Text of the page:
In a recent reported randomized, Phase III E3805 trial, 790 patients with treatment-na-ve hormone-sensitive metastatic prostate cancer were randomized to either ADT plus docetaxel or ADT alone.[7] The primary end point of this study was OS. Patients were stratified according to the high-volume (visceral metastases and/or four or more bone metastases) versus low-volume disease, anti-androgen use beyond 30 days, age ≥70 versus <70 years, European Cooperative Oncology Group performance score 0–1 versus 2 and prior adjuvant ADT >12 versus ≤12 months. Median age of the patients was 63 years (range: 36–91) and 98% of the patients had European Cooperative Oncology Group performance score 0 or 1. High-volume disease was reported in 67 and 64% ADT plus docetaxel and ADT alone arms, respectively. The primary end point median OS was 57.6 and 44.0 months in the ADT plus docetaxel and ADT alone arms, respectively, with a median 29-month follow-up (hazard ratio [HR]: 0.61; 95% CI: 0.47–0.80; p = 0.0003). In the subgroup analyses patients with high-volume disease, median OS was 49.2 months and 32.2 months with docetaxel plus ADT and ADT arms alone, respectively (HR: 0.60, 95% CI: 0.45–0.81; p = 0.0006). In patients with low-volume disease, median OS had not been reached at the time of the primary analysis. Median time to clinical progression was also significantly improved from 19.8 to 32.7 months in the docetaxel plus ADT arm compared with ADT alone arm (HR: 0.49; 95% CI: 0.37–0.65; p < 0.0001).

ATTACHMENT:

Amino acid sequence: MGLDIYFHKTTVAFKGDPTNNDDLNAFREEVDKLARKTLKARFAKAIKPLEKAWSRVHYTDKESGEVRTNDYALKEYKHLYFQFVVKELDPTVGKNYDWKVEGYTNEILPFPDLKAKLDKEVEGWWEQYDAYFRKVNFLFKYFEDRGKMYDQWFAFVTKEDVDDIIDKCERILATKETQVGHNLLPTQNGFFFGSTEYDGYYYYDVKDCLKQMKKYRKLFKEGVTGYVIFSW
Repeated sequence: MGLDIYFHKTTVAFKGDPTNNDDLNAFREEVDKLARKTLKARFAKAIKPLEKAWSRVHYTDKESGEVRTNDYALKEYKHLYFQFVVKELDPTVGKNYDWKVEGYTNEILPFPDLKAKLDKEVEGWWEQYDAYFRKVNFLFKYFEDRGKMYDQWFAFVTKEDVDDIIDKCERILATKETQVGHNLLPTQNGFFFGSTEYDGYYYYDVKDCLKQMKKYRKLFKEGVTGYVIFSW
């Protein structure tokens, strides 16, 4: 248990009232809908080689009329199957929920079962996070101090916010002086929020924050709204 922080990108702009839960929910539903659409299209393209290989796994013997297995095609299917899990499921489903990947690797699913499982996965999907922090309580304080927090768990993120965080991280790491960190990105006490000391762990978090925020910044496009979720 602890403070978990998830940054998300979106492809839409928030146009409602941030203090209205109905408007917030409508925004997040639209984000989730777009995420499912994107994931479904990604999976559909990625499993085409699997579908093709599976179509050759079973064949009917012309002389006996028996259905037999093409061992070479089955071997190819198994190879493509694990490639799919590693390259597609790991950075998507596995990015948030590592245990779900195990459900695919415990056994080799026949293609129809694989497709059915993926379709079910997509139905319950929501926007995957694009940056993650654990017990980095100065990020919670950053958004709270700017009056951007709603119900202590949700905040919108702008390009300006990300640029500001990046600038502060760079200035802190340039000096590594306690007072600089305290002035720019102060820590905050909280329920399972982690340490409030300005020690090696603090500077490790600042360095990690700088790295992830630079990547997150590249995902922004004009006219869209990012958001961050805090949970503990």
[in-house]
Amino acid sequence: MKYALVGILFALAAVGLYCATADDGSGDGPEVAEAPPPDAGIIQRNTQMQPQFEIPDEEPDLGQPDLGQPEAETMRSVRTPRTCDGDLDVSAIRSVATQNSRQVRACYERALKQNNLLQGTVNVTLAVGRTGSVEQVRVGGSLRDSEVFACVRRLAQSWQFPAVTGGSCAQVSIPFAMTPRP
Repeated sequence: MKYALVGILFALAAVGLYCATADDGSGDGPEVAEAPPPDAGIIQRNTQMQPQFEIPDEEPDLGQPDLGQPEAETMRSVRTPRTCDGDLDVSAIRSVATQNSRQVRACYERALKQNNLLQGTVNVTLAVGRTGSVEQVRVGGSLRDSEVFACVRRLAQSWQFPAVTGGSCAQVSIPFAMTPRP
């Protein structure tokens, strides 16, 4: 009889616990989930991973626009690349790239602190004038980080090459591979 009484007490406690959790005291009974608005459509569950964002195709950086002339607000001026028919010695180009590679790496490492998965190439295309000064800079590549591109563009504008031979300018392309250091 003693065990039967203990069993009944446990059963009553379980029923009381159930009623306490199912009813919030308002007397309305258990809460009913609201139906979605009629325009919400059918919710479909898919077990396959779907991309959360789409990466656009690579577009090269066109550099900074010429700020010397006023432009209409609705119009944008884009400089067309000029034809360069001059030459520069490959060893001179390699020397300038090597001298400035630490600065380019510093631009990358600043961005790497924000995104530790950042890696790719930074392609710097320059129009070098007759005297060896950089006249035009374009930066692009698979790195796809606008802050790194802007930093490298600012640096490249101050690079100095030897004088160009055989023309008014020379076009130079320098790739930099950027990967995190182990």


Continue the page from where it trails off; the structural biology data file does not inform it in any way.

Although both E3805 and GETUG-AFU 15 trials aimed to investigate the effect of addition of docetaxel to ADT in patients with non-castrate metastatic prostate cancer, two studies had obviously different results with same end point.[7,8] In the GETUG-AFU 15 trial, bone metastases were reported in 81% of the patients and visceral organ metastases were reported in 14.5% of the patients, whereas in the E3805 trial, high-volume disease, which defined visceral metastases and/or four or more bone metastases, was found in 67% of the patients. In the GETUG-AFU 15 trial, the secondary end points, such as PSA increase, biochemical PFS and clinical PFS, were improved with addition docetaxel to ADT. However, docetaxel is associated with some toxicities, the risk–benefit ratio for its early use in combination with ADT is clearly favor it for using in patients with high-volume metastatic prostate cancer despite no benefit in the GETUG-AFU 15 trial. Further follow-up of the E3805 trial and the subgroup analyses will define the exact role of this treatment combination on these patients.